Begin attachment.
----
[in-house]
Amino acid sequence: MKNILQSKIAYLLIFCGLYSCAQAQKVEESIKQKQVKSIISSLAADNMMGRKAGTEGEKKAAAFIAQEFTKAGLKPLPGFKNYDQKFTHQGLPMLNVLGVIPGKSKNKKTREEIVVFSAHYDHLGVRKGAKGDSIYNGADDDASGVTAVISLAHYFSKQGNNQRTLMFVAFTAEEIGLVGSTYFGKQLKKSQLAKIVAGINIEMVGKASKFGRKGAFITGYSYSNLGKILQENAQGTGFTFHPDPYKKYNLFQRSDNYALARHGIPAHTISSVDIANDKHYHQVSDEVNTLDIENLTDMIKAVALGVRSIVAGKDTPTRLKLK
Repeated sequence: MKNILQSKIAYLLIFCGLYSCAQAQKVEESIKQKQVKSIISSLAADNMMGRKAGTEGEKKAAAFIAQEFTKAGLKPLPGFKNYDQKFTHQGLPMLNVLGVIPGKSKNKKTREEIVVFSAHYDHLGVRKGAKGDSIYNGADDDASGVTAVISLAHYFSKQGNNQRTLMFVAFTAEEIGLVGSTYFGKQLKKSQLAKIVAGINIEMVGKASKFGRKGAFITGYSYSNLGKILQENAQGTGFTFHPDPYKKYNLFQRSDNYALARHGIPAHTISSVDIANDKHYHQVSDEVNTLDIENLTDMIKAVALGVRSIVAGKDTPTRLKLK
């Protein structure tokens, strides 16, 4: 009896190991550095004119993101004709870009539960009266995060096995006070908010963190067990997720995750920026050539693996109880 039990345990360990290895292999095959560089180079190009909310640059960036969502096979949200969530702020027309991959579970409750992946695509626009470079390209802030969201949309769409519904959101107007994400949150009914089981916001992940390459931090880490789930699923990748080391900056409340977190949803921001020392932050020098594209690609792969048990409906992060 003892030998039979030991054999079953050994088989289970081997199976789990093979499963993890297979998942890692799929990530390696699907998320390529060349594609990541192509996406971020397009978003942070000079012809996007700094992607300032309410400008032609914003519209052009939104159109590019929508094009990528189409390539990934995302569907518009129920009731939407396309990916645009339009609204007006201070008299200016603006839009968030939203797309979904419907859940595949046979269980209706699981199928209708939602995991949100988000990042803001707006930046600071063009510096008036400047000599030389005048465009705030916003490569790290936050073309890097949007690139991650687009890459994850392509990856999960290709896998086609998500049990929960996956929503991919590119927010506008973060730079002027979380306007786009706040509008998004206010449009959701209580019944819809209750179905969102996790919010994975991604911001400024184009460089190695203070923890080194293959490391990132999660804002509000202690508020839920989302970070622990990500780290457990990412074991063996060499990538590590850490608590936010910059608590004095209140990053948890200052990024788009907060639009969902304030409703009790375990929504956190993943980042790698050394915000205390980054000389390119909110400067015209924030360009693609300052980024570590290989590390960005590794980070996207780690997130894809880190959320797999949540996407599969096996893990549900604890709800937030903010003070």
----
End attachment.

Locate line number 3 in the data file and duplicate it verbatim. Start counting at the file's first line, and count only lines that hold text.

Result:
Repeated sequence: MKNILQSKIAYLLIFCGLYSCAQAQKVEESIKQKQVKSIISSLAADNMMGRKAGTEGEKKAAAFIAQEFTKAGLKPLPGFKNYDQKFTHQGLPMLNVLGVIPGKSKNKKTREEIVVFSAHYDHLGVRKGAKGDSIYNGADDDASGVTAVISLAHYFSKQGNNQRTLMFVAFTAEEIGLVGSTYFGKQLKKSQLAKIVAGINIEMVGKASKFGRKGAFITGYSYSNLGKILQENAQGTGFTFHPDPYKKYNLFQRSDNYALARHGIPAHTISSVDIANDKHYHQVSDEVNTLDIENLTDMIKAVALGVRSIVAGKDTPTRLKLK